From the horse’s mouth:
” In July 2020, the Government launched the Three Waters Reform Programme – a three-year programme to reform local government three waters service delivery arrangements.
Currently 67 different councils own and operate the majority of the drinking water, wastewater and stormwater services across New Zealand. Local government is facing urgent challenges in the provision of these services including: funding infrastructure deficits, complying with safety standards and environmental expectations, building resilience to natural hazards and climate change into three waters networks, and supporting growth.
Rather than piecemeal solutions, comprehensive, system-wide reform is needed to achieve lasting benefits for the local government sector, our communities, and the environment.
The Government’s starting intention is to reform local government’s three waters services into a small number of multi-regional entities with a bottom line of public ownership. The exact size, shape and design of these entities is still being worked through.”
“The reform programme is being progressed through a voluntary, partnership-based approach with the local government sector, alongside iwi/Māori as the Crown’s Treaty Partner. A Joint Three Waters Steering Committee provides collaborative oversight of the reform programme that brings together central and local government expertise and experience.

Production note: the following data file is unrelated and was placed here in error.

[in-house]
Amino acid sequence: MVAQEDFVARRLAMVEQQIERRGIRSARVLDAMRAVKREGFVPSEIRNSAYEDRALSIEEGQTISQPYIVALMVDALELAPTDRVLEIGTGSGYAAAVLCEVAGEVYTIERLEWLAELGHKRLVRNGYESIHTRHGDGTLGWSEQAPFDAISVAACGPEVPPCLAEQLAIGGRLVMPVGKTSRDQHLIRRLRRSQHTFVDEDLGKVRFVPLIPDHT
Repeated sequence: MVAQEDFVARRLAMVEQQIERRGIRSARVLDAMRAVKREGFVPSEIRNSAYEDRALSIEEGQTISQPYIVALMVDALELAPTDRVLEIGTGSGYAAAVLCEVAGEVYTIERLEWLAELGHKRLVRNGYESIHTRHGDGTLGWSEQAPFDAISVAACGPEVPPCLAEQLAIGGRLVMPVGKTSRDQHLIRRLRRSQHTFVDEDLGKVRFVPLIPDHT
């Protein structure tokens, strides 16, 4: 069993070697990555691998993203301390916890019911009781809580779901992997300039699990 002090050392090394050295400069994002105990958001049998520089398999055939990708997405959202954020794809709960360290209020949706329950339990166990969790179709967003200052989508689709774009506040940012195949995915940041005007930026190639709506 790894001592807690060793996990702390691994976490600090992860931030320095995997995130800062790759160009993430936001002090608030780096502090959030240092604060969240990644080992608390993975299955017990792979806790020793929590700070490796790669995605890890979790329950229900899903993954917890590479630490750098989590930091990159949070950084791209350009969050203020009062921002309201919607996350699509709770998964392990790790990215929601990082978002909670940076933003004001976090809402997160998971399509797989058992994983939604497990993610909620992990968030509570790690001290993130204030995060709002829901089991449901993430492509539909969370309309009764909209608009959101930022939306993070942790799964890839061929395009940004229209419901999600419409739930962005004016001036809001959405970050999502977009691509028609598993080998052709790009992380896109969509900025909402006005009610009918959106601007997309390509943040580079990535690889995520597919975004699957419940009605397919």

Building on the Crown’s engagement with iwi/Māori through the Three Waters review, the Department is committed to working in partnership with our Treaty Partners as we progress the reforms. Our work requires ongoing engagement with iwi/Māori to understand Treaty rights of interests over the course of the reform period. For enquiries, please email email@example.com.
See the Archived Documents section for more materials produced as part of this engagement.
Reform Programme Engagement
In addition to working with the Steering Committee, there will be an ongoing programme of engagement with local government, iwi/Māori, the wider water services sector, and communities of interest throughout the reform programme.
Building on the engagement undertaken in 2020, the Department and the Joint Steering Committee will continue ongoing engagement with local government, iwi/Māori and industry professionals throughout 2021. ”